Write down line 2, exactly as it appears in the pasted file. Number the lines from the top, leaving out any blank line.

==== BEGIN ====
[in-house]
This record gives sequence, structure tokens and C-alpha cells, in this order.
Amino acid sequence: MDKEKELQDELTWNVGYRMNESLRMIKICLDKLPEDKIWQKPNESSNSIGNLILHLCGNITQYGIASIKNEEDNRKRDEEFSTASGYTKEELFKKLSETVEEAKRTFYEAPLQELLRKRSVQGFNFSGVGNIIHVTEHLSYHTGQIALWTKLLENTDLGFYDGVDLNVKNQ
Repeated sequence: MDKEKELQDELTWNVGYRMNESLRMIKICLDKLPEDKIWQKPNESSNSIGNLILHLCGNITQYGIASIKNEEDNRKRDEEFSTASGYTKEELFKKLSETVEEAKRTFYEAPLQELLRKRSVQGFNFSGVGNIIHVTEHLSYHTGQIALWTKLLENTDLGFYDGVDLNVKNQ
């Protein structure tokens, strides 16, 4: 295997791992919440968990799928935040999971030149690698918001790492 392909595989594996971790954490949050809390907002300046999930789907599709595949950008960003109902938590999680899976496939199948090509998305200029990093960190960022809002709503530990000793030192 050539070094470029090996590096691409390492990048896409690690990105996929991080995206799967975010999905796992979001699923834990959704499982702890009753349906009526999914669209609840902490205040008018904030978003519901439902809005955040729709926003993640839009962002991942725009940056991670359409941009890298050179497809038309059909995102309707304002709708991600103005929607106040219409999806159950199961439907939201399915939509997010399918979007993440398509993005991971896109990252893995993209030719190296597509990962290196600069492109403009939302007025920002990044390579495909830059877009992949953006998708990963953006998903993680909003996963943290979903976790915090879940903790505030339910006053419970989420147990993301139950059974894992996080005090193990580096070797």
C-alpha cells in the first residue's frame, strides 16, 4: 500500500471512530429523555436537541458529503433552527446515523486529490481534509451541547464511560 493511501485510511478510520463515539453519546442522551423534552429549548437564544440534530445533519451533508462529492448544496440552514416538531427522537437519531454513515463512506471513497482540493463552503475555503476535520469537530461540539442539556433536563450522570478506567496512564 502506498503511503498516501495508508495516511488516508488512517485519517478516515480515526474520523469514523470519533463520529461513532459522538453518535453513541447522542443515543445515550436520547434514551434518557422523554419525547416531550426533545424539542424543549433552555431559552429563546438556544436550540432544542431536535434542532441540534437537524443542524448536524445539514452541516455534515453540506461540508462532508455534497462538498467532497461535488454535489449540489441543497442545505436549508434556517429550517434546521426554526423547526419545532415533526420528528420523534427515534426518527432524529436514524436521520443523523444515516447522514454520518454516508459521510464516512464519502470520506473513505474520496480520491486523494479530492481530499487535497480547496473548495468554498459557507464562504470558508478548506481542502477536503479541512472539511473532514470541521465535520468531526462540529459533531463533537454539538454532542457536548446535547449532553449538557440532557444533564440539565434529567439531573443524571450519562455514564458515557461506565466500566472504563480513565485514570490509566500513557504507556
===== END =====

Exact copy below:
This record gives sequence, structure tokens and C-alpha cells, in this order.